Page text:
Loren Kitt. (Scott Suchman/Scott Suchman)

Loren Kitt, who served for more than 40 years as one of the National Symphony Orchestra's de facto leaders in his role as principal clarinetist and became a quiet cornerstone of Washington's classical music scene, died Sept. 4 in a hospital in Glens Falls, N.Y. He was 76.

The cause was bladder cancer, said Paul Cigan, the NSO's acting assistant principal clarinetist.

With his restrained elegance and sleek gray hair, Mr. Kitt was a familiar figure to Washington audiences, both for his NSO performances — including a number of solo outings — and as a founding member of the Smithsonian's resident chamber ensembles in the 1970s. He also taught and mentored students at the Peabody Conservatory in Baltimore and the University of Maryland.

One of his signature pieces was Aaron Copland's clarinet concerto, which he first performed at the first-ever Capitol Concert in 1979, under the direction of Copland himself. "Copland was pretty good, I think," he told The Washington Post last year, with typical understatement. "He eschewed the modern fast tempos and loud playing. He'd say to the brass, 'Noble, gentlemen, noble. I don't understand why everyone takes this so fast.' "

He played the concerto with Copland six different times. After the first performance, in 1979, Post classical music critic Paul Hume wrote that Mr. Kitt "played as if the music had been a part of himself for a lifetime."

Loren Wayne Kitt was born in Bremerton, Wash., on July 8, 1941. He began performing at 3 when he and his sister put on a song-and-dance number for troops stationed at Fort Lawton, near Seattle, during World War II. He didn't start clarinet until the fifth grade, inspired by his father's love of jazz musician and bandleader Benny Goodman.

In high school, a teacher took him to hear the Philadelphia Orchestra, on tour, playing Tchaikovsky's Symphony No. 4. The concert was a turning point in his life, he recalled.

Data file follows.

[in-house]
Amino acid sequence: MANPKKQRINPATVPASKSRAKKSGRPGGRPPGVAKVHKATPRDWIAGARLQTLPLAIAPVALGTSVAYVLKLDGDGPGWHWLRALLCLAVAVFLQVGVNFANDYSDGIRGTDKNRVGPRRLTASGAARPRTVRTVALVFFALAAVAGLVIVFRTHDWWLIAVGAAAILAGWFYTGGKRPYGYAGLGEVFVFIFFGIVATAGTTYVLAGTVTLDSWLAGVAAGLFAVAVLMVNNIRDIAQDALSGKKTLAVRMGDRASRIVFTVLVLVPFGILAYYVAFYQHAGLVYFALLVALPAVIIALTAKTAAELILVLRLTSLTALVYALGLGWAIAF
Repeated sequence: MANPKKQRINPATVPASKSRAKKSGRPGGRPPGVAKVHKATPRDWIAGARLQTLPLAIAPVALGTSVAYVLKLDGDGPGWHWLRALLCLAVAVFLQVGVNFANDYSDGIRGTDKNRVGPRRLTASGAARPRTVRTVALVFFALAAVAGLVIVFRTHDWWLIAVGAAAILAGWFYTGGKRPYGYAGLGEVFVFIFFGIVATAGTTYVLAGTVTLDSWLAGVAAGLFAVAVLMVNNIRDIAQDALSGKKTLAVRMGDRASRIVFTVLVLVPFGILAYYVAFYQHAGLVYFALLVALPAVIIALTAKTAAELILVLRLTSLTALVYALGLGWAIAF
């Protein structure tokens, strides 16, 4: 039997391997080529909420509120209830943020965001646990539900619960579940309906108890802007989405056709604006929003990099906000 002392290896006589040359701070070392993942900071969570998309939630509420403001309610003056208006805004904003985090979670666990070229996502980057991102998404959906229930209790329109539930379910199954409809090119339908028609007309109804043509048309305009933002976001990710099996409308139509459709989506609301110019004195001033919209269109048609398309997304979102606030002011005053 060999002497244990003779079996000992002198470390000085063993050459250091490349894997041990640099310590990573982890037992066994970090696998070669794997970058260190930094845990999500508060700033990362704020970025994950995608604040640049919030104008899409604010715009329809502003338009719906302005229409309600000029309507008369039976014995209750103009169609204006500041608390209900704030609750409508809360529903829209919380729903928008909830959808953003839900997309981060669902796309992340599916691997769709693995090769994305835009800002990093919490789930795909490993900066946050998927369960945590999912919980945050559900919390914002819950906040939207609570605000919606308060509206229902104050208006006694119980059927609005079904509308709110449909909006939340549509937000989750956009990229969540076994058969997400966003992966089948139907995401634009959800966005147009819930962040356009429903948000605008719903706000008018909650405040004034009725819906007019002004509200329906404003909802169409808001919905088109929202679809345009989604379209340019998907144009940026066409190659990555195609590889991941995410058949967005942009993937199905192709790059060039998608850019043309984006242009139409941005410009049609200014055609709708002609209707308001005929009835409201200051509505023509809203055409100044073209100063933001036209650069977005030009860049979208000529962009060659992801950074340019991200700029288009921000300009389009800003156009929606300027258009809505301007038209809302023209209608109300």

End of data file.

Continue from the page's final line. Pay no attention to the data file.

"I skipped school the next day and practiced all day," he told WAMU-FM host Kojo Nnamdi last year. Soon he was playing well enough to perform regularly with the Seattle Symphony.

His serious interest in sports and dancing was curtailed when he broke his leg during a football game, after which he devoted himself to music full time.

After graduating in 1963 from the Curtis Institute, the elite music conservatory in Philadelphia, he was principal clarinetist with the Milwaukee Symphony and taught at Oberlin College in Ohio before Antal Dorati, then the music director of the NSO, hired him in 1970.

Mr. Kitt played his final official concerts with the NSO last February but came out of retirement to play a final time with the NSO for Mahler's Second Symphony in June, one of Christoph Eschenbach's last concerts.

His first marriage to violist Cynthia Field ended in divorce. Survivors include his wife of 34 years, Catherine Collins Kitt of Camden, Maine; a daughter from his first marriage, Sandra Kitt of Falls Church, Va.; a daughter from his second marriage, Karen Kitt of Camden; two stepchildren, Cynthia Sherwood of Glens Falls and Christopher Clusen of Fort Collins, Colo.; a brother; a sister; and three grandchildren.

Mr. Kitt and his wife had moved to Camden full time in 2003 from Alexandria, Va., and he commuted between Maine and Washington for the remainder of his NSO tenure. "He was one of the great musical leaders of the orchestra," Cigan said. "We've lost an incredible musical voice."